Len Warren, Amargosa River project manager for the conservancy, has lots of ideas for the 900-acre spread. As he walked around the property recently, he showed where native trees could provide bird habitat or where a pond stocked with bass might be converted into a haven for the Amargosa toad and endemic springfish like the Oasis Valley speckled dace.
“Our dreams are for it to be turned into an example of how you balance livestock grazing, environmental research and habitat restoration,” Warren said.
Zablocki pictures the ranch as a research station, where scientists from the conservancy and elsewhere can conduct real-world experiments on private land without having to go through lengthy federal regulatory reviews.
The livestock operation will continue with the previous owner leasing from the conservancy.
Longtime Nevada rancher Hank Brackenbury said he bought the 7J about four years ago and decided to sell to the environmental group due to the size of the ranch payment.
This way, he keeps raising beef cattle and the Nature Conservancy gets a crash course in ranching from someone who knows a thing or two.
“It’s all here,” Brackenbury said. “It’s been a good ranch for a lot of years, and if it can continue to be a good ranch, that’d be good.”
The purchase price included grazing rights on 437.5 square miles (1,133 square kilometers) of federal land surrounding the ranch, much of it unfenced and bordered by a massive Air Force bombing range to the east.
The property is also within sight of Yucca Mountain, the proposed repository for the nation’s high-level nuclear waste.
There are about 75 head of cattle on the property right now, he said, but the range can handle more than twice that amount when conditions are good.
Zablocki said the conservancy’s new pastures also could serve as a regional “grass bank,” providing relief forage for other Nevada ranchers stricken by wildfire or drought.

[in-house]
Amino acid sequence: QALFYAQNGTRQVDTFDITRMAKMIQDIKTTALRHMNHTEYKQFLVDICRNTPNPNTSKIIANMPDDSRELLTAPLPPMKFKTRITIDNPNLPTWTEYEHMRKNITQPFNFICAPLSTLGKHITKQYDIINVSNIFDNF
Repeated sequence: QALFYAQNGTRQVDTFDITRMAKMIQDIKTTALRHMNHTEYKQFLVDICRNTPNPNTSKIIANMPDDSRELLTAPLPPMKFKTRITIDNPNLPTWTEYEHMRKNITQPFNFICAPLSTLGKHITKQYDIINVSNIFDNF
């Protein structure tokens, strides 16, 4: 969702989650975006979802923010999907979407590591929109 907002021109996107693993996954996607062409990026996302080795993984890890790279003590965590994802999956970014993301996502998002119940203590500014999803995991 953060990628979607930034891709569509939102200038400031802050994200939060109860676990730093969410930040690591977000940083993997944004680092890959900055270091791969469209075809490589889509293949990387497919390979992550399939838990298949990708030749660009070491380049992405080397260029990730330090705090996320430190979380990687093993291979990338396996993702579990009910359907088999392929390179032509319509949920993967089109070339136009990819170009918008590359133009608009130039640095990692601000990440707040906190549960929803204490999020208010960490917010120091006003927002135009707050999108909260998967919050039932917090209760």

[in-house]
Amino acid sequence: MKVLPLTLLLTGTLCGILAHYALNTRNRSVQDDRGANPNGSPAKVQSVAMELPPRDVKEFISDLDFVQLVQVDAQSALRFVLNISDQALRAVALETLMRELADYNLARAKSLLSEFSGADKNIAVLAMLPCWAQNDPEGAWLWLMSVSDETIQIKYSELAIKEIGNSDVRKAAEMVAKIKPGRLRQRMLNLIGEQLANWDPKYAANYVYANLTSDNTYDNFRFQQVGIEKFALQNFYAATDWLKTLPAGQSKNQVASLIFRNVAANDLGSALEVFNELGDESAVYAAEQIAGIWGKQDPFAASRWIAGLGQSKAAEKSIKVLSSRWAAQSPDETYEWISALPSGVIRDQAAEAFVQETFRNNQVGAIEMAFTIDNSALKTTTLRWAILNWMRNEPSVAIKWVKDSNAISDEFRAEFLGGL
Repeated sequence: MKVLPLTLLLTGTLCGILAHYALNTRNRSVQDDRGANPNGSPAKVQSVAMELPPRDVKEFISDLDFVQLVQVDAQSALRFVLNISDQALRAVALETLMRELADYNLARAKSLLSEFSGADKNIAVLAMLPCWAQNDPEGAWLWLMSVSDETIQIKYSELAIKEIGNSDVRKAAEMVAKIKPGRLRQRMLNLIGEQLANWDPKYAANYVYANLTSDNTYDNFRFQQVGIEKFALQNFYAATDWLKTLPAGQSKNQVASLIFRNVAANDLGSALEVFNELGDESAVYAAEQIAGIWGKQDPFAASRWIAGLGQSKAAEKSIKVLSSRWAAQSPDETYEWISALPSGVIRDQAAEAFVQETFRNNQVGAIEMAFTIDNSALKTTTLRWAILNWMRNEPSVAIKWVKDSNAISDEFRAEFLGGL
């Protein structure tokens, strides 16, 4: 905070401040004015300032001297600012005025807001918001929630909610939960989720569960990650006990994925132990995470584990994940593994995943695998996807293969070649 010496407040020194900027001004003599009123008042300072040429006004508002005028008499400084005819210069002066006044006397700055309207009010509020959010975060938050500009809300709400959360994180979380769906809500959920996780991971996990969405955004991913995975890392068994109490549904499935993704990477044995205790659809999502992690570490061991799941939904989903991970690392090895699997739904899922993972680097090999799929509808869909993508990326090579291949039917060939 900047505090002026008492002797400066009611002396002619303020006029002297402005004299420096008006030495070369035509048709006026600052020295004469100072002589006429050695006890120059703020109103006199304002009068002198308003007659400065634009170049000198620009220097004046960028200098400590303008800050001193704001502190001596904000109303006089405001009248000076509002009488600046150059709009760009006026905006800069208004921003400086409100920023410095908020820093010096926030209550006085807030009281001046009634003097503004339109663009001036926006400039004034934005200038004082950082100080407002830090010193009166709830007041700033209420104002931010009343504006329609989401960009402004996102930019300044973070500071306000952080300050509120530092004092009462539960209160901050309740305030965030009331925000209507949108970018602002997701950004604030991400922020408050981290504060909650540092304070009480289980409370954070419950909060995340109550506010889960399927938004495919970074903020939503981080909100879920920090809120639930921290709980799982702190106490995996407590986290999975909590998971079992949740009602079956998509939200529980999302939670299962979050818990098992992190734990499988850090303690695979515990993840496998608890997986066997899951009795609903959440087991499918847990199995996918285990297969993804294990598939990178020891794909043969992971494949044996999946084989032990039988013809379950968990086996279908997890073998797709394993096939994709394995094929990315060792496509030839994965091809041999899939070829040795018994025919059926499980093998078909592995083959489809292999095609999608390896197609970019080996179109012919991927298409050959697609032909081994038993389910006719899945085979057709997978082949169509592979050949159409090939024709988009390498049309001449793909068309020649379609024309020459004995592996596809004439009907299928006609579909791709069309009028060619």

“We actually need grazing as a rangeland management tool,” he said.
The organization is working with a prominent local business owner on a dog park and trail system to lead visitors down to the Amargosa River from the parking lot.
Warren and company also have plans for more boardwalks, signs and native trees at the Torrance Ranch Preserve, the conservancy’s oldest habitat restoration project in the area.
The broader goal for the conservancy and locals like Spicer is to find something new to sustain a once-proud hard rock mining town that’s fallen on hard times.
Ecotourism could be the answer for a community home to fewer than 1,000 people that already serves as a gateway of sorts for nearby Death Valley National Park.
Spicer has invested heavily in that idea. Over the past five years, he has developed more than 50 miles of mountain bike trails on his ranch and surrounding public land, and he has hosted gatherings ranging from Boy Scout campouts to scaled-down versions of the Burning Man counterculture festival in northern Nevada.
“We’ve coined a phrase around here: conservation through recreation,” Spicer said. “Conservation is more effective and durable.”